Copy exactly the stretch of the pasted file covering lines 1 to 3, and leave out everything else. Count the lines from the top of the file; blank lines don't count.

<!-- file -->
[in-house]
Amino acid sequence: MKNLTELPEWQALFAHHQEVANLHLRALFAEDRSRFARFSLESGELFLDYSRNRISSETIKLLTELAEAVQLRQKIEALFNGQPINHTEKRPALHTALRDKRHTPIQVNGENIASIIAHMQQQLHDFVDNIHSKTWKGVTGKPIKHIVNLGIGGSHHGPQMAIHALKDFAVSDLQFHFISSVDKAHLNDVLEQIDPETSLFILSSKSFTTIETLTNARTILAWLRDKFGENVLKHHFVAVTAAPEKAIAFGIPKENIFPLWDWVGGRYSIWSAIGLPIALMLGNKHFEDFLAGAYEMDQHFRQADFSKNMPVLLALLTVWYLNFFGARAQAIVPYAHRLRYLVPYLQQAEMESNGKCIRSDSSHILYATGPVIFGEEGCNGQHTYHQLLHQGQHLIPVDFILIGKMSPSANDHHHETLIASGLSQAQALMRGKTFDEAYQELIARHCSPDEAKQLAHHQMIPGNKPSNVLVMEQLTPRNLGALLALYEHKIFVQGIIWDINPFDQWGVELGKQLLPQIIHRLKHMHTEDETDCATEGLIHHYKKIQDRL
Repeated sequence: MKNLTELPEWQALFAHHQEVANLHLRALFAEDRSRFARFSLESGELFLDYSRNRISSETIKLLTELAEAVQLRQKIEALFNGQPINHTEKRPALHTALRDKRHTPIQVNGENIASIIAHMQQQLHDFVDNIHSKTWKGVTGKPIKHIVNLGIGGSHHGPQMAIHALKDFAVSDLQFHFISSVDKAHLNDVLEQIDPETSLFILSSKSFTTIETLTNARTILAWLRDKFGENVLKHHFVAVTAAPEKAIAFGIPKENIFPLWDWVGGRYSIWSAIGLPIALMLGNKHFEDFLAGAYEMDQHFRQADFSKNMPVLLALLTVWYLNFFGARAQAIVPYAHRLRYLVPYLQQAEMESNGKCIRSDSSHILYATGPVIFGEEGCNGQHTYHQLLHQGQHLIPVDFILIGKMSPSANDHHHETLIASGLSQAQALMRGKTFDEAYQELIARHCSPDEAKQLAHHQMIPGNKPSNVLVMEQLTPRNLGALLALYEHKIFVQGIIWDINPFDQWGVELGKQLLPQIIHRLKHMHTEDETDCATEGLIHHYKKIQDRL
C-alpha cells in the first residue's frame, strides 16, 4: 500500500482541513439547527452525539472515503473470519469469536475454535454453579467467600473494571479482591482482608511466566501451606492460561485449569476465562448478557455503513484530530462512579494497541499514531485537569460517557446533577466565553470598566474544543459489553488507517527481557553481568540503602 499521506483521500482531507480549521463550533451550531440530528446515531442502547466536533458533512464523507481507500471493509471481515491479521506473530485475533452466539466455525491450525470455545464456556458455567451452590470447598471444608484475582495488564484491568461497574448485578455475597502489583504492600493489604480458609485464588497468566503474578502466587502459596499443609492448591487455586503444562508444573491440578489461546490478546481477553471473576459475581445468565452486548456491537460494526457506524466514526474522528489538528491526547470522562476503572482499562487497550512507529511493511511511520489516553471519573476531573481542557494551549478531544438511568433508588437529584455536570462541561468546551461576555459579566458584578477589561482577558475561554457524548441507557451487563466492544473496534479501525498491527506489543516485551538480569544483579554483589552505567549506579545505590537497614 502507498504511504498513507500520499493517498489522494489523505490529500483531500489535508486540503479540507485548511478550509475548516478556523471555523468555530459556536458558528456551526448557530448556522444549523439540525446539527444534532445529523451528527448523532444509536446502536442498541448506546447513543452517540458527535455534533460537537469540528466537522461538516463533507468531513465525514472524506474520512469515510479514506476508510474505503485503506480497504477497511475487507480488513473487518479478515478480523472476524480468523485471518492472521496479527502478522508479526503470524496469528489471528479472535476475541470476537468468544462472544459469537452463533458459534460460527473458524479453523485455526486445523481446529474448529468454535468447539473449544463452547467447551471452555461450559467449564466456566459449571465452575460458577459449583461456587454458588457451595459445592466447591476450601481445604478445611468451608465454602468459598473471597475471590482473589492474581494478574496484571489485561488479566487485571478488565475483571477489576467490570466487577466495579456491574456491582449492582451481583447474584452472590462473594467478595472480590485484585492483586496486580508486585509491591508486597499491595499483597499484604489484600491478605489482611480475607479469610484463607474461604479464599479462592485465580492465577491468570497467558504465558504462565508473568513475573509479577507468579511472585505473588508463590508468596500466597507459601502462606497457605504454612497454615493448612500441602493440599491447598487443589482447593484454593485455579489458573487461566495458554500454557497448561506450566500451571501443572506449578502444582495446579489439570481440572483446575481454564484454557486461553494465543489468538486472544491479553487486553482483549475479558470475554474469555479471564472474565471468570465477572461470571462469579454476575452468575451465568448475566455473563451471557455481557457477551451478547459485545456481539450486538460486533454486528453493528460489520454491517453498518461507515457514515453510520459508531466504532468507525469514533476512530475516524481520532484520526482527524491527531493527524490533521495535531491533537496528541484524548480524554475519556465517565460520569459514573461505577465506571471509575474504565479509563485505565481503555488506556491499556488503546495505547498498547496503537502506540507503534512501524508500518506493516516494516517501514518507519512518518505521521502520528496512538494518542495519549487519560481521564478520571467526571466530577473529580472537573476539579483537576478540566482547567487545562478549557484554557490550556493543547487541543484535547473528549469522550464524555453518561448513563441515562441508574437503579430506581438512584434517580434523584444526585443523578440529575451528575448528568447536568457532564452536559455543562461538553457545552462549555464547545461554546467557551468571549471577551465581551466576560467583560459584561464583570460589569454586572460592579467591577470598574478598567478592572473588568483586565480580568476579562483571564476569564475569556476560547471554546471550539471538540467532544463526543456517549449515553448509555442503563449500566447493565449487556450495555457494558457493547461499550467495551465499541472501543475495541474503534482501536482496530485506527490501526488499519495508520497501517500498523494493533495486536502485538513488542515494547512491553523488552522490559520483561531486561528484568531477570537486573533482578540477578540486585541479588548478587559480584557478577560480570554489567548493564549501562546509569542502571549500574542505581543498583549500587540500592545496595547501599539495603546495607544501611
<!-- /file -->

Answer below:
[in-house]
Amino acid sequence: MKNLTELPEWQALFAHHQEVANLHLRALFAEDRSRFARFSLESGELFLDYSRNRISSETIKLLTELAEAVQLRQKIEALFNGQPINHTEKRPALHTALRDKRHTPIQVNGENIASIIAHMQQQLHDFVDNIHSKTWKGVTGKPIKHIVNLGIGGSHHGPQMAIHALKDFAVSDLQFHFISSVDKAHLNDVLEQIDPETSLFILSSKSFTTIETLTNARTILAWLRDKFGENVLKHHFVAVTAAPEKAIAFGIPKENIFPLWDWVGGRYSIWSAIGLPIALMLGNKHFEDFLAGAYEMDQHFRQADFSKNMPVLLALLTVWYLNFFGARAQAIVPYAHRLRYLVPYLQQAEMESNGKCIRSDSSHILYATGPVIFGEEGCNGQHTYHQLLHQGQHLIPVDFILIGKMSPSANDHHHETLIASGLSQAQALMRGKTFDEAYQELIARHCSPDEAKQLAHHQMIPGNKPSNVLVMEQLTPRNLGALLALYEHKIFVQGIIWDINPFDQWGVELGKQLLPQIIHRLKHMHTEDETDCATEGLIHHYKKIQDRL
Repeated sequence: MKNLTELPEWQALFAHHQEVANLHLRALFAEDRSRFARFSLESGELFLDYSRNRISSETIKLLTELAEAVQLRQKIEALFNGQPINHTEKRPALHTALRDKRHTPIQVNGENIASIIAHMQQQLHDFVDNIHSKTWKGVTGKPIKHIVNLGIGGSHHGPQMAIHALKDFAVSDLQFHFISSVDKAHLNDVLEQIDPETSLFILSSKSFTTIETLTNARTILAWLRDKFGENVLKHHFVAVTAAPEKAIAFGIPKENIFPLWDWVGGRYSIWSAIGLPIALMLGNKHFEDFLAGAYEMDQHFRQADFSKNMPVLLALLTVWYLNFFGARAQAIVPYAHRLRYLVPYLQQAEMESNGKCIRSDSSHILYATGPVIFGEEGCNGQHTYHQLLHQGQHLIPVDFILIGKMSPSANDHHHETLIASGLSQAQALMRGKTFDEAYQELIARHCSPDEAKQLAHHQMIPGNKPSNVLVMEQLTPRNLGALLALYEHKIFVQGIIWDINPFDQWGVELGKQLLPQIIHRLKHMHTEDETDCATEGLIHHYKKIQDRL